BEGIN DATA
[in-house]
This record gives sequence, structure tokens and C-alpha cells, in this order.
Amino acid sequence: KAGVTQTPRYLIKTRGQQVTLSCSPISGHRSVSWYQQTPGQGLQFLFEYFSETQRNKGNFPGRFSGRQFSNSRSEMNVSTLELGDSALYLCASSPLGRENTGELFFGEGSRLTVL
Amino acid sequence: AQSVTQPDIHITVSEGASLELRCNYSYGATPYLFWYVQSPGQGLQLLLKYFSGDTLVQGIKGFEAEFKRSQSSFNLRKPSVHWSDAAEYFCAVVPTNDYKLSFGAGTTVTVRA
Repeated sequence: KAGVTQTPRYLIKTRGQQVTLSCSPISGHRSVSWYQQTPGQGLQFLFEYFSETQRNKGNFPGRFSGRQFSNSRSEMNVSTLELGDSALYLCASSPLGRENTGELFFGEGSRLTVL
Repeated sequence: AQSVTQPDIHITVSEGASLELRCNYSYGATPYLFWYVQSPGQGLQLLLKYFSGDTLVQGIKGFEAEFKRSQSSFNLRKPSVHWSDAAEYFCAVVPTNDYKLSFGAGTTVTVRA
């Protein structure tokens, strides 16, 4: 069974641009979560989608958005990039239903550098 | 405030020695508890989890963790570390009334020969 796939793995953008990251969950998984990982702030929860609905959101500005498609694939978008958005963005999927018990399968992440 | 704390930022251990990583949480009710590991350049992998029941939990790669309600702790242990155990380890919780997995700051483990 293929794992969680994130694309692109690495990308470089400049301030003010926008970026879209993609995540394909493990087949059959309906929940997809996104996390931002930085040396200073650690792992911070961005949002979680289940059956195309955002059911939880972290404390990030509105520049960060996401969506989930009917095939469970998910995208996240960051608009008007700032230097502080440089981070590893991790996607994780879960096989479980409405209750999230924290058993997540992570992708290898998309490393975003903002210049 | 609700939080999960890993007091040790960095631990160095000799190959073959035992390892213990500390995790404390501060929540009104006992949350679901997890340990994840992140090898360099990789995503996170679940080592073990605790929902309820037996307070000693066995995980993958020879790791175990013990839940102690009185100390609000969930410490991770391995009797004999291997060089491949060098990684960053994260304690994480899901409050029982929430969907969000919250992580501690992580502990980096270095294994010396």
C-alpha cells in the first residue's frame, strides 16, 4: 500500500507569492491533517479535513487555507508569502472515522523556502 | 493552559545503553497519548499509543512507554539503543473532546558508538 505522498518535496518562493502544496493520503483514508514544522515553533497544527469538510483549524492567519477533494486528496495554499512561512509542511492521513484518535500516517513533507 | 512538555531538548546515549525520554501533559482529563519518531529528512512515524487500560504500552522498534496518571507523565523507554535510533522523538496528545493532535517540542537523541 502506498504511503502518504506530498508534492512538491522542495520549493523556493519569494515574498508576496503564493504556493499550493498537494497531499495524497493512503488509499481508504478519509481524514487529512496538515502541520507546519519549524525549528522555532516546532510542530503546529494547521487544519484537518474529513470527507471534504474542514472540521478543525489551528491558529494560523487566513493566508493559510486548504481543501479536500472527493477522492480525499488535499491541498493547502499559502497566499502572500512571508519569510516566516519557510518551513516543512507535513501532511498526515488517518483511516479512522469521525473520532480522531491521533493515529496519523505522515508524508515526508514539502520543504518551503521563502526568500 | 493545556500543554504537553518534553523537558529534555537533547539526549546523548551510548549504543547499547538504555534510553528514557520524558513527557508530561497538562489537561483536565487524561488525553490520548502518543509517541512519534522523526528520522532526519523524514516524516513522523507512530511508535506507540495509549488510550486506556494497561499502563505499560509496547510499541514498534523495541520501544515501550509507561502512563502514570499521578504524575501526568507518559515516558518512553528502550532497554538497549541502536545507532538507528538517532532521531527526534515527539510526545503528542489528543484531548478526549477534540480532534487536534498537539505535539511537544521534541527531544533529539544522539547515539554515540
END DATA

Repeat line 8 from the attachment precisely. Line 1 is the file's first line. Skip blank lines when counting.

C-alpha cells in the first residue's frame, strides 16, 4: 500500500507569492491533517479535513487555507508569502472515522523556502 | 493552559545503553497519548499509543512507554539503543473532546558508538 505522498518535496518562493502544496493520503483514508514544522515553533497544527469538510483549524492567519477533494486528496495554499512561512509542511492521513484518535500516517513533507 | 512538555531538548546515549525520554501533559482529563519518531529528512512515524487500560504500552522498534496518571507523565523507554535510533522523538496528545493532535517540542537523541 502506498504511503502518504506530498508534492512538491522542495520549493523556493519569494515574498508576496503564493504556493499550493498537494497531499495524497493512503488509499481508504478519509481524514487529512496538515502541520507546519519549524525549528522555532516546532510542530503546529494547521487544519484537518474529513470527507471534504474542514472540521478543525489551528491558529494560523487566513493566508493559510486548504481543501479536500472527493477522492480525499488535499491541498493547502499559502497566499502572500512571508519569510516566516519557510518551513516543512507535513501532511498526515488517518483511516479512522469521525473520532480522531491521533493515529496519523505522515508524508515526508514539502520543504518551503521563502526568500 | 493545556500543554504537553518534553523537558529534555537533547539526549546523548551510548549504543547499547538504555534510553528514557520524558513527557508530561497538562489537561483536565487524561488525553490520548502518543509517541512519534522523526528520522532526519523524514516524516513522523507512530511508535506507540495509549488510550486506556494497561499502563505499560509496547510499541514498534523495541520501544515501550509507561502512563502514570499521578504524575501526568507518559515516558518512553528502550532497554538497549541502536545507532538507528538517532532521531527526534515527539510526545503528542489528543484531548478526549477534540480532534487536534498537539505535539511537544521534541527531544533529539544522539547515539554515540